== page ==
Between Castle Hill and the western bank of the Danube, extending north from the Chain Bridge towards Margit körút, is the area known as Vizivaros or Water Town. This area gained its name in the Middle Ages due to constant flooding. It was originally an area inhabited by artisans and fishermen who, as a result, remained poorer than their neighbors on Castle Hill.
Today, the church towers of Viziváros create a wonderful vista along the western bank of the Danube. In the Middle Ages and during the 150 years of Turkish occupation a system of walls fortified this area north of Castle Hill. A short section of these walls still exists by No. 66 Margit körút. The tomb of Gül Baba, a Turkish dervish, is in the north of the area. It's one of the few surviving Ottoman monuments.
Gül Baba Tomb Vizivaros Budapest
Gül Baba was a Muslim dervish and member of the Bektashi order, who died in 1541, just after the capture of Buda. He was one of the few Turks respected and revered by the people of Hungary. His remains now lie in a tomb built between 1543 and 1598. According to legend, it was Gül Baba who introduced roses to Budapest.
From this came both the name of this area Rózsadomb, meaning Rose Hill, and Gül Baba's own name, which in English means Father of Roses. Fittingly, a lovely rose garden surrounds his tomb. A 400-year old dome covers the octagonal tomb. Inside, green cloth with gold citations from the Koran drape the sarcophagus. Pictures, religious items and beautiful rugs also adorn the tomb. It is a well-known place of pilgrimage for Muslims.
Capuchin Church Vizivaros
The origins of the Capuchin Church date from the 14th century, when the mother of Louis I, Queen Elizabeth, decided to establish a church here. Fragments of walls on the northern facade survive from this time. During the Turkish occupation, the church converted into a mosque. It's one of the nicest churches in Vizivaros.
Features from this period, such as the window openings and the doorway on the southern facade, have remained despite the fighting of 1686. Between 1703 - 1715 the church was rebuilt, following a design by one of the Capuchin Fathers.
In 1856 the church was again restyled, by Ferenc Reitter and Pál Zsumrák, who linked the differently styled facades harmoniously together. The statue of St Elizabeth on the mid-19th century Romantic facade also dates from 1856.
St Anne's Church Vizvaros Budapest
Budapest is home to many churches, but the twin-towered parish church of Víziváros is one of the most beautiful Baroque examples. Initially a Jesuit church, the architect who first designed it is unknown. In 1740 building started by Kristóf Hámon and after his death Mátyás Nepauer completed it.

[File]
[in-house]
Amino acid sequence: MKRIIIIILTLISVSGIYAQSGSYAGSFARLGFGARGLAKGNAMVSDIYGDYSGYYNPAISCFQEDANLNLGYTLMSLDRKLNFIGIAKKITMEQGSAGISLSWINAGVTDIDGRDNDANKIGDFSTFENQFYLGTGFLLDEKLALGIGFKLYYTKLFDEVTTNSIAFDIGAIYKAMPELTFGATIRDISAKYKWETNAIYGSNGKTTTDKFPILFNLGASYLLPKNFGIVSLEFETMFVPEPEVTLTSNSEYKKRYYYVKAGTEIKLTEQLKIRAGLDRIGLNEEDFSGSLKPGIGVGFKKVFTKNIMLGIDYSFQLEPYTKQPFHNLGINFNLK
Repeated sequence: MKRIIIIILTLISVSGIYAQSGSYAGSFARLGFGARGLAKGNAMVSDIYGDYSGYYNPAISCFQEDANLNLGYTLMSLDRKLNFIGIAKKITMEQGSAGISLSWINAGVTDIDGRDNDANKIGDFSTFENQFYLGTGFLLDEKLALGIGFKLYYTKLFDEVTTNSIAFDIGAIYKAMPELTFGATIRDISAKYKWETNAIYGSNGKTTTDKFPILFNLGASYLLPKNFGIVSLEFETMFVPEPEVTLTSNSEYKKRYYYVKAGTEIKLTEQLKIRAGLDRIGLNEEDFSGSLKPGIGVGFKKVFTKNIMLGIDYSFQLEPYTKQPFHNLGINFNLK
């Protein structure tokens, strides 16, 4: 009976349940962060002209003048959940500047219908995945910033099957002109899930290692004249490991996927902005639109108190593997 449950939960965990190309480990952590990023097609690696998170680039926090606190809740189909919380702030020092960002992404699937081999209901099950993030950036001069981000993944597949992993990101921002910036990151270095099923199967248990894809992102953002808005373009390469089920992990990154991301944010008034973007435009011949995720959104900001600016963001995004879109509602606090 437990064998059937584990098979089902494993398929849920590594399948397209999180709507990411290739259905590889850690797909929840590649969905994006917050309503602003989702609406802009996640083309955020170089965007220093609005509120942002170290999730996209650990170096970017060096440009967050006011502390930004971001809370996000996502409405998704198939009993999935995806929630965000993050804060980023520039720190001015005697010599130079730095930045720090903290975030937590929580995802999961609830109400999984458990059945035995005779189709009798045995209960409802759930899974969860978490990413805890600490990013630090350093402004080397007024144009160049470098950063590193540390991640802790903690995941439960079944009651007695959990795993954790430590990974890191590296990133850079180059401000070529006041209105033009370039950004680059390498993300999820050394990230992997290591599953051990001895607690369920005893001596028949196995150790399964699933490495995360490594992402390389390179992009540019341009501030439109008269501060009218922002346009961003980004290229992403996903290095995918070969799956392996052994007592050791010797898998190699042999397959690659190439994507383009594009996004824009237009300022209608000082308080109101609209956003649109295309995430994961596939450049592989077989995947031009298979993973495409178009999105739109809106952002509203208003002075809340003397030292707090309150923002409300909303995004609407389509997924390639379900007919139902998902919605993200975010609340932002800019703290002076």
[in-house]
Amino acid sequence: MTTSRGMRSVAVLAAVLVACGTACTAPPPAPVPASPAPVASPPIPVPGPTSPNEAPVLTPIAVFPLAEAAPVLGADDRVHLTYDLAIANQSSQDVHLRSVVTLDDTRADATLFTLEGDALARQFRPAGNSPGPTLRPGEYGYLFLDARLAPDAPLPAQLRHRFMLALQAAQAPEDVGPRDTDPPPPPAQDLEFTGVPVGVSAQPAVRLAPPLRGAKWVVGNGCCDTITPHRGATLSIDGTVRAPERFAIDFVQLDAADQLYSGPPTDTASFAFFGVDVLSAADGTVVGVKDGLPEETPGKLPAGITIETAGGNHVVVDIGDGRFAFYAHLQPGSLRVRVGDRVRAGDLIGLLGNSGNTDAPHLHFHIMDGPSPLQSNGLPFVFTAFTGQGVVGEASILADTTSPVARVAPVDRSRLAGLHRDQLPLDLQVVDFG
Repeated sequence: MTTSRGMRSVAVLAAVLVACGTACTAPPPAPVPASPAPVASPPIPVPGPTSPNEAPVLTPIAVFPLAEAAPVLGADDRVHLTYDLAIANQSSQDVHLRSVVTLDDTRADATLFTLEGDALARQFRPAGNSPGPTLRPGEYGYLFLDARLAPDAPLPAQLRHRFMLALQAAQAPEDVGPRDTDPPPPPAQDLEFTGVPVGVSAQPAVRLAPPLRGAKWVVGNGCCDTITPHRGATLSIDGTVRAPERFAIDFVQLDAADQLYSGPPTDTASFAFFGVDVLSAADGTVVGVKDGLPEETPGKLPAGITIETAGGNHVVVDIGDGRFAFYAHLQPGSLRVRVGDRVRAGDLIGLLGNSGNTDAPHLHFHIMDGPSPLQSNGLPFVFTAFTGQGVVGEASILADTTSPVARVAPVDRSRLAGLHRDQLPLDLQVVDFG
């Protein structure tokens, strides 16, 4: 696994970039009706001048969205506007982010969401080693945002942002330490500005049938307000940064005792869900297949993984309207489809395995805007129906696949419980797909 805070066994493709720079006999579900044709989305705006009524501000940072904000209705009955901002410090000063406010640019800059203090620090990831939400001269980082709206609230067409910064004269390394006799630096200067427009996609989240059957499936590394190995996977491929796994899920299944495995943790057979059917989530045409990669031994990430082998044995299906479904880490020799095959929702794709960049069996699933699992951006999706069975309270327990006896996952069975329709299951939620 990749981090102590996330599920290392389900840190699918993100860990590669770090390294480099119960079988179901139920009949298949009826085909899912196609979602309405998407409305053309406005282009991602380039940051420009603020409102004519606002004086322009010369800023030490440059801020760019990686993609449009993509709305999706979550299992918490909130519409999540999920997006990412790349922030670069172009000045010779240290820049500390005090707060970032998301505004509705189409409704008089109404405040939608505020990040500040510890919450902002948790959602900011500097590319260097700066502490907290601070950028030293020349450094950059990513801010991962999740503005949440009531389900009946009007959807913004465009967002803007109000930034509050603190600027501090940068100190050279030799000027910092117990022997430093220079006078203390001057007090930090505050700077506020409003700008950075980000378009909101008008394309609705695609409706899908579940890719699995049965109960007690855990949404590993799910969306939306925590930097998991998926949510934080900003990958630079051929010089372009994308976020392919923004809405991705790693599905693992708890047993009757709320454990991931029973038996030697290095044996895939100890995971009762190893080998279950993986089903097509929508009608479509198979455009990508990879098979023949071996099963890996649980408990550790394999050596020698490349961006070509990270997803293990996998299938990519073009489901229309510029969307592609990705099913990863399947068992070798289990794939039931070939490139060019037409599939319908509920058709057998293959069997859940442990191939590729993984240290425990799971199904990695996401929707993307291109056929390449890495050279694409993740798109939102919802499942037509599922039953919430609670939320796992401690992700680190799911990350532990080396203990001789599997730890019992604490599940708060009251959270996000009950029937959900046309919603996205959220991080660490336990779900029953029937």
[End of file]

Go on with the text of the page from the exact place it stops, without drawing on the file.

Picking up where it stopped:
In 1763 an earthquake seriously damaged the building and the Jesuit order's dissolution 10 years later further delayed the church's completion. Thus it remained unconsecrated until 1805. The rectory now houses the Angelika café.
St Anne's Church Highlights
- Pulpit: Károly Bebó created the magnificent, late Baroque pulpit in 1773. It features gilded details and angels that embody theological virtues. The reliefs were added later.
- Organ: The organ case from a former Carmelite church on Castle Hill moved to St Anne's Church in the late 18th century, after the order's dissolution by Emperor Joseph II.
- Side altar: The late Baroque altar of St Cross on the opposite side of the church, is the work of Antal Eberbardt and dates from 1768. The picture in the center was, however, executed by Franz Wagenschön.
Király Baths Vizivaros Budapest
The Ottoman Király Baths are one of the city's four remaining Turkish baths. Built between 1566 - 1570, with 19th century Neo-Classical additions, they kept many original features, the most beautiful being the central cupola hall with its octagonal pool. From here radiate out the smaller pools of different temperatures, the steam rooms and sauna's. Vizivaros is famous for these baths.
At the end of Fö utca, in the square that bears his name is the monument to the Polish general József Bem. The hero of the 1848-1849 uprisings, he's depicted with his arm in a sling. It was in this state, in the front line of the Battle of Pisk, that he inspired the Hungarian troops to attack the bridge and achieve victory over the Habsburg armies. Engraved memorable words, which he uttered during the battle, are on the base of the monument.